Super Star Wars
|Super Star Wars|
Code Mystics (PS4/Vita)
|Publisher(s)||JVC Musical Industries|
Nintendo (US Version 1.1)
LucasArts (Virtual Console)
Disney Interactive Studios (PS4/PS Vita)
|Platform(s)||Super NES, Wii (Virtual Console), PlayStation 4, PlayStation Vita|
|Genre(s)||Run and gun|
Super Star Wars is a 1992 video game for the Super Nintendo based on the 1977 film Star Wars. It is the SNES equivalent of the Star Wars NES game. Super Star Wars features mostly run and gun gameplay, although it has stages which feature other challenges, such as driving a landspeeder or piloting an X-wing. It also features multiple playable characters with different abilities.
Super Star Wars generally follows the plot of Star Wars, although some allowances were made to adapt the story to suit an action game. For example, instead of simply buying C-3PO and R2-D2 from the Jawas, Luke Skywalker must fight his way to the top of a Jawa sandcrawler while leaping from a series of moving conveyor belts. Brief cutscenes between levels tell an abbreviated version of the film's story through written text. Later stages allow the player to control smuggler and pilot Han Solo or Chewbacca the Wookiee. The game also features several vehicle-based levels in which the player takes control of an X-Wing or a landspeeder.
Most of the stages consist of run and gun and platforming gameplay, with several different upgrades available to the standard blaster weapon. Luke can also wield a lightsaber after acquiring it from Obi Wan Kenobi. The end of the game has players reenacting Luke's Death Star trench run to destroy the Death Star, with Darth Vader confronting the player in his TIE Advanced x1.
Artist Jon Knoles did the visual designs for the characters, while Harrison Fong drew the backgrounds. Fong recounted that he did very little concept drawing before rendering the characters on the computer "because everybody knew what the Star Wars characters looked like." Originally, the game design was planned to give the characters a dark black outline around their bodies. However, this idea was abandoned, as it was thought to make the characters too cartoonish-looking.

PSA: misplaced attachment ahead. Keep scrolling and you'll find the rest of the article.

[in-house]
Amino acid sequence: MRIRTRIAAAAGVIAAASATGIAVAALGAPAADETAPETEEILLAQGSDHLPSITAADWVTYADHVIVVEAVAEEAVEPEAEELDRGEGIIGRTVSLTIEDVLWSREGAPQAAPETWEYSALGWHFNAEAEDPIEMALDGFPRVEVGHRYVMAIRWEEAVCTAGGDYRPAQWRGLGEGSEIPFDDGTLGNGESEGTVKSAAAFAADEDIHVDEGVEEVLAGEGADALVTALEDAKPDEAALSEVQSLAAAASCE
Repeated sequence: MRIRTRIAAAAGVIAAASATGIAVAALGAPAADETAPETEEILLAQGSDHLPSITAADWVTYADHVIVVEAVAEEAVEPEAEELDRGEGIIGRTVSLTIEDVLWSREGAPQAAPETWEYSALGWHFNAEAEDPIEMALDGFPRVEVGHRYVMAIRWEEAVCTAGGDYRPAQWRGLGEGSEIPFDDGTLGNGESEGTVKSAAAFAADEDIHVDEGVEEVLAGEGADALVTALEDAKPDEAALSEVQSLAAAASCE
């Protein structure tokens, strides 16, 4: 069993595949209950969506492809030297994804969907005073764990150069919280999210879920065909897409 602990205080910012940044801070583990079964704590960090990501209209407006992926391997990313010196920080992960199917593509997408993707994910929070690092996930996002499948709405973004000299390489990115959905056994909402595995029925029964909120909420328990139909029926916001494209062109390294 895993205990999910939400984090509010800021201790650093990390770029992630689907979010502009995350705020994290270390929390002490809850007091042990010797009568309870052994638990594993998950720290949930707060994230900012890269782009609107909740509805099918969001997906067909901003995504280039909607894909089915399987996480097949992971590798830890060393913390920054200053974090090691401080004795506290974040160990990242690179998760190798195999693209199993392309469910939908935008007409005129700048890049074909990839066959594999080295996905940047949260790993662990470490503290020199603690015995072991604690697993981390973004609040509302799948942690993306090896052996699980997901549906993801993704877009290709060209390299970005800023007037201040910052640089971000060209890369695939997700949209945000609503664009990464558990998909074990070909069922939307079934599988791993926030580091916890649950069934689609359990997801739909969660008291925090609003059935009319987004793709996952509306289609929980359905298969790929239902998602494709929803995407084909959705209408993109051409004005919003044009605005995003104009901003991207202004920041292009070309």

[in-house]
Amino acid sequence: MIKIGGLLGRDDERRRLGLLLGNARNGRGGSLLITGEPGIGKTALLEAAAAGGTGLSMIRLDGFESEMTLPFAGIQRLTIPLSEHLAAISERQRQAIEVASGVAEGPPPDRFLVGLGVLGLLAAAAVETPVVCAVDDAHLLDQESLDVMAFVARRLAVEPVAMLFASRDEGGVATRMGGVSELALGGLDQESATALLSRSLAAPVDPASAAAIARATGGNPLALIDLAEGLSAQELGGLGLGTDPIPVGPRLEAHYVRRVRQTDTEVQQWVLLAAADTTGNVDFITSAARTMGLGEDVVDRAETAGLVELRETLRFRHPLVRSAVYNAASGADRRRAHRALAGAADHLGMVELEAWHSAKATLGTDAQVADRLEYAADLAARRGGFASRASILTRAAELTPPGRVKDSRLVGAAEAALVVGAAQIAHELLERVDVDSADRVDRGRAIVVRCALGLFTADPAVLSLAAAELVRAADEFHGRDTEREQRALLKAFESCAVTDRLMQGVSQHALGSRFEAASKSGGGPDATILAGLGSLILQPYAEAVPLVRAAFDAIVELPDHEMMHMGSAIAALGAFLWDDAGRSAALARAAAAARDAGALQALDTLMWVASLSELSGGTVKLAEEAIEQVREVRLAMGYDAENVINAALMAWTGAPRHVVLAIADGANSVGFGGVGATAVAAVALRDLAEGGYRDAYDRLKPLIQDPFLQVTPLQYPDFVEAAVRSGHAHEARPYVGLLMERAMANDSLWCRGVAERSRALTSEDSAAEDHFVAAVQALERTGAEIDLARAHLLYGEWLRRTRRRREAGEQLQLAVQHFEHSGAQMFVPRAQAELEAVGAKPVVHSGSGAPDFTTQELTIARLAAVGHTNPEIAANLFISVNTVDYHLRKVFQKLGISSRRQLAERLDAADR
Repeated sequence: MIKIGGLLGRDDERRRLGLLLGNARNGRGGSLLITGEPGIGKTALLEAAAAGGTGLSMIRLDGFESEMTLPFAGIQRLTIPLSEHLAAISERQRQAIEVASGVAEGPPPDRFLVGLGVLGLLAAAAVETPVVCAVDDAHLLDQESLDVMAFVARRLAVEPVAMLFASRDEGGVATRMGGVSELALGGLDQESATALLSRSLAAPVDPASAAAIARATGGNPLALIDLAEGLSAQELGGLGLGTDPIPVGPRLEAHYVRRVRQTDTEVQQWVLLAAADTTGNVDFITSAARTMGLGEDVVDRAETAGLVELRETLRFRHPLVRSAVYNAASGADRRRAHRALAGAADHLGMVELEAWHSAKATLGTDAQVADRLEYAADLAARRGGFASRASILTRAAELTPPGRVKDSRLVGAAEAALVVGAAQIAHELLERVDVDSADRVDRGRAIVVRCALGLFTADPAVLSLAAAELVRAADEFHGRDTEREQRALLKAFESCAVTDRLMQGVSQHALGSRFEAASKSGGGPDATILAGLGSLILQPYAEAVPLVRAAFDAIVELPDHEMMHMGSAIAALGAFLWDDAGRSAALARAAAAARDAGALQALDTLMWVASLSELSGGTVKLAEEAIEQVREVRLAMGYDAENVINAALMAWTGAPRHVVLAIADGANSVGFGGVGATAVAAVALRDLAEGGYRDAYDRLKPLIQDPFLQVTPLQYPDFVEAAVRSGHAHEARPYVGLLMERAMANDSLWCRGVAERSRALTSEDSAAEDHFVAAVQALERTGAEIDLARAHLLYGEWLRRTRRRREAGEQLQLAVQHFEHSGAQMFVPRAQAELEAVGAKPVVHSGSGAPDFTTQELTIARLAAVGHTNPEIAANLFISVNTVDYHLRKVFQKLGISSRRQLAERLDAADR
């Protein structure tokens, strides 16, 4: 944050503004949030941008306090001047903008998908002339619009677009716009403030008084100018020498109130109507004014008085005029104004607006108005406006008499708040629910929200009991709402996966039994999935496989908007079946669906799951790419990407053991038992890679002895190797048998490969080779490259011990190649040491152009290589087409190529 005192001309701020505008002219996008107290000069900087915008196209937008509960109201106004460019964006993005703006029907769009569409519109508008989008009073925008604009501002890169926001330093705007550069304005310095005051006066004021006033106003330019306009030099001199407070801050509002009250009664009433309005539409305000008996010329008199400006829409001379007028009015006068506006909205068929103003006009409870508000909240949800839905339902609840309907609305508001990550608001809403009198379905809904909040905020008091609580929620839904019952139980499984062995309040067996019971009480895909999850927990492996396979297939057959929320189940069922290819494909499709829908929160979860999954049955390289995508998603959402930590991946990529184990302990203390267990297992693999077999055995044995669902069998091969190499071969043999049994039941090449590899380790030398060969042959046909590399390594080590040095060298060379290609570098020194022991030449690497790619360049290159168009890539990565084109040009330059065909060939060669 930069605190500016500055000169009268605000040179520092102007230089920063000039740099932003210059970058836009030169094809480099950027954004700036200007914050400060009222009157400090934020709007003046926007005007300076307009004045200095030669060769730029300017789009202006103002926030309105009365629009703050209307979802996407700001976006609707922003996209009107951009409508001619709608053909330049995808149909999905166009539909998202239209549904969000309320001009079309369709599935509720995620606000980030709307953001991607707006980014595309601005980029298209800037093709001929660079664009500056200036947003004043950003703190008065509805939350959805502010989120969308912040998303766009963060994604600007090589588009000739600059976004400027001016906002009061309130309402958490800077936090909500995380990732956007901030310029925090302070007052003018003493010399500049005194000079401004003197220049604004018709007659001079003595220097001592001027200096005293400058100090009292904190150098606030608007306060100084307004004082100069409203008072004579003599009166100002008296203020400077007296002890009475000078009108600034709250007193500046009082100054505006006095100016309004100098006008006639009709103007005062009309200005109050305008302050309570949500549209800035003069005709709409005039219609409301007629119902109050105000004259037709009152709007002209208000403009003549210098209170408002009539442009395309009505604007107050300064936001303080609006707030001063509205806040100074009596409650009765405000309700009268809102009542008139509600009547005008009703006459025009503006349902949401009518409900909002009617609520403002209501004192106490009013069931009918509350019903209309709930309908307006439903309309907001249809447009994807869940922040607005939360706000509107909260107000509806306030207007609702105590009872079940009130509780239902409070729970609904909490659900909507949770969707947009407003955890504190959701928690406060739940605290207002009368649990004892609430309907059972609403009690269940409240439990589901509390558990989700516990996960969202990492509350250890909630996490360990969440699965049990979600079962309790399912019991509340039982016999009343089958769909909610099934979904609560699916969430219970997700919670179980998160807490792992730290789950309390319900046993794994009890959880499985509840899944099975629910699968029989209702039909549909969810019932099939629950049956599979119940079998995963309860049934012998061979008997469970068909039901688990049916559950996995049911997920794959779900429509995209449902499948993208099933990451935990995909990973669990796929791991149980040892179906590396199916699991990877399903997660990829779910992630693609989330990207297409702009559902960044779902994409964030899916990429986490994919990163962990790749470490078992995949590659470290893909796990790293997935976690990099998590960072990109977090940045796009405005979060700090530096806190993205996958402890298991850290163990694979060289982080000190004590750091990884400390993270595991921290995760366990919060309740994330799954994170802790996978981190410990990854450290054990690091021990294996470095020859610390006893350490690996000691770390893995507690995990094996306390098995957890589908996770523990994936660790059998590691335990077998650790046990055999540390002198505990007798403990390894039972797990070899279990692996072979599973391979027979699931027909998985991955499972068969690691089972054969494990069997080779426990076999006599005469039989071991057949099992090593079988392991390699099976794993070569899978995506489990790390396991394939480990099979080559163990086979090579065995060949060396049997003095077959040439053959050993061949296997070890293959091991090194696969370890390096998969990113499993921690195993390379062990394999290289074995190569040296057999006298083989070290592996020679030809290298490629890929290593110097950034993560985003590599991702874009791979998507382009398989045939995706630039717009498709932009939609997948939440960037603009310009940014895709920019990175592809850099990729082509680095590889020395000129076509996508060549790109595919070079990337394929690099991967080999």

The "Kalhar Boss Monster" is based on one of the chess pieces R2D2 plays with on the Millennium Falcon in the film. There was a trash compactor level that was deleted from the game due to lack of cartridge space. An image was published in an issue of Electronic Gaming Monthly around the time of the game's release.
The game's audio contains scores from the movie, which were all arranged by Sculptured Software's in-house musician Paul Webb. According to Webb, he was given the original handwritten scores that John Williams had created. Paul then used the company's in-house music software to convert the scores onto the SNES's 8-channel sound chip. The game's instrument samples were taken from the Ensoniq EPS and EPS16 keyboards.
A PC port of Super Star Wars was in the works since 1994, by Danish game company Brain Bug and produced by Softgold. The game was almost completed, and was well into the playtesting phase, but in 1995 LucasArts decided to halt the development and cancel the release. An unfinished version of this port was leaked onto the internet, but as of 2015 LucasArts has not yet released the game into public domain.
Entertainment Weekly wrote that "If you've ever fantasized about piloting an X-wing fighter into the heart of the Death Star, now you can do it—in simulated 3-D as well as reenact the movie's key plot developments."
Super Star Wars was re-released in November 1996 as part of Nintendo's Player's Choice series.
The game was digitally re-released on PlayStation 4 and PlayStation Vita on November 17, 2015 and in the UK on November 24, 2015. The port features enhanced options for saving, leaderboards and trophies, and modern displays and controllers. The game was also made a part of a bundle with the purchase of Star Wars Battlefront for the PlayStation 4, which included Star Wars: Racer Revenge, Star Wars: Jedi Starfighter and Star Wars Bounty Hunter.
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